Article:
Set 2 of My Favorite Texas Wildflowers

Bob Jensen at Trinity University 


Late March is dreary up here in the White Mountains this particular Year 2012. Normally, everything is still white with a deep snow cover, but this year the snow cover is mostly gone. Everything is dark brown, medium brown, light brown, tan, and beige.  The only color is on the birds awaiting spring time.

A forlorn blue jay in my front lawn waiting for June

In February our birds were hungry



So once again in March I will instead feature Texas wildflowers. I lived in Texas for 24 years and looked forward every spring to the carpets of wild flowers coming to life in the hill country north of San Antonio. There are many types of wild flowers in those hills, but the best known is the Texas Blue Bonnet that seems to be a smaller version of our dense Lupine in New England --- but our Lupine do not bloom until June. Texas comes into color much earlier in the year.

This year Trinity University's Public Information Officer Venetia DuBose sent me 12 photographs of the current wildflowers in bloom on the Trinity campus. I will begin with those 12 photographs. Thank you so much Vee.

Vee DuBose 01

Vee DuBose 02

Vee DuBose 03

Vee DuBose  04

Vee DuBose 05

Vee DuBose 06

Vee DuBose 07

Vee DuBose 08

Vee DuBose 09

Vee DuBose 10

Vee DuBose 11

Vee DuBose 12


Some years back my secretary, Debbie Bowling, sent me the following blue bonnet photograph from the hill country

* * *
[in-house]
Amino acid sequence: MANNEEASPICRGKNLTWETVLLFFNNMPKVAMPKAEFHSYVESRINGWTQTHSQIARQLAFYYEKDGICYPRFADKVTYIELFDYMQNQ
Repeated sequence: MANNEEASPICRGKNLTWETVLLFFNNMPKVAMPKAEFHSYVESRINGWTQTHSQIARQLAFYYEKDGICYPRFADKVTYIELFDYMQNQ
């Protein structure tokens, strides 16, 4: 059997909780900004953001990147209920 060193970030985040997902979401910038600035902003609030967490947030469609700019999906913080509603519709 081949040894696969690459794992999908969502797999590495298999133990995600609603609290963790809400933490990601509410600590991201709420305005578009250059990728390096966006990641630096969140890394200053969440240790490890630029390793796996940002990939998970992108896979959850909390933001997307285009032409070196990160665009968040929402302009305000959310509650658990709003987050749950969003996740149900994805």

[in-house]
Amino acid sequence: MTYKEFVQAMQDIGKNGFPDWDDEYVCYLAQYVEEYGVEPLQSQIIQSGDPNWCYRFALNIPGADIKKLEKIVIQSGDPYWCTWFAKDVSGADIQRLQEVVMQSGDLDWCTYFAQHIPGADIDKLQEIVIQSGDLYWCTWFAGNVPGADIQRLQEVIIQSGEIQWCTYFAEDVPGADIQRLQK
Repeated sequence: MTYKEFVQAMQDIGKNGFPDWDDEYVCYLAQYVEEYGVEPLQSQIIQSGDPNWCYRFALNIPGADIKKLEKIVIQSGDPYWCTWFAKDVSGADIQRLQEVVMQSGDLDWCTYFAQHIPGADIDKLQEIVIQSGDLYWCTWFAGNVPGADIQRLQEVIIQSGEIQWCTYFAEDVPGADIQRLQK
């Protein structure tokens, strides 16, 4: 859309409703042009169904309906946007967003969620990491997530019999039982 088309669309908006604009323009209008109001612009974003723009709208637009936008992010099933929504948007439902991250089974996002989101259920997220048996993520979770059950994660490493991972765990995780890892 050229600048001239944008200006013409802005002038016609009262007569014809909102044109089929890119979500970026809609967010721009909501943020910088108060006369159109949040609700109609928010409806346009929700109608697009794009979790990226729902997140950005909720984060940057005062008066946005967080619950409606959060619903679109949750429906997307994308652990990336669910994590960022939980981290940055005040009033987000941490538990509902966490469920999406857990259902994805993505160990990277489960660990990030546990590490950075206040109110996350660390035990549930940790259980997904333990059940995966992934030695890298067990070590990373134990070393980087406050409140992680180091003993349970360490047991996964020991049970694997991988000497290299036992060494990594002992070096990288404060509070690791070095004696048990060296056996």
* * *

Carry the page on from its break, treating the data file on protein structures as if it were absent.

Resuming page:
This is a typical stone farmhouse in the hill country
These buildings were often built by German immigrant farmers
The rocky sea bed land is more conducive to cattle than to grain crops

My friend Paula Ward sent me some hill country wild flower photographs

Paula Ward 01

Paula Ward 02

Paula Ward  03


In June I will feature our long-awaited wild flowers in the White Mountains of New Hampshire
Bob Jensen 01

Bob Jensen 02

Bob Jensen 03 (The Iris Farm down the road)

Bob Jensen04 (lupine up close)

Bob Jensen 05

Bob Jensen 06 (Iris)

Bob Jensen 07

Bob Jensen 08

Photographer Wes Lavin sent me the following wildflower picture taken up here some time ago
This is The Iris Farm down the road (sadly this farm is now vacant)



More of Bob Jensen's Pictures and Stories

The Life of Flowers ---

On May 14, 2006 I retired from Trinity University after a long and wonderful career as an accounting professor in four universities. I was generously granted "Emeritus" status by the Trustees of Trinity University. My wife and I now live in a cottage in the White Mountains of New Hampshire ---

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Our address is 190 Sunset Hill Road, Sugar Hill, New Hampshire
Our cottage was known as the Brayton Cottage in the early 1900s
Sunset Hill is a ridge overlooking with New Hampshire's White Mountains to the East
and Vermont's Green Mountains to the West



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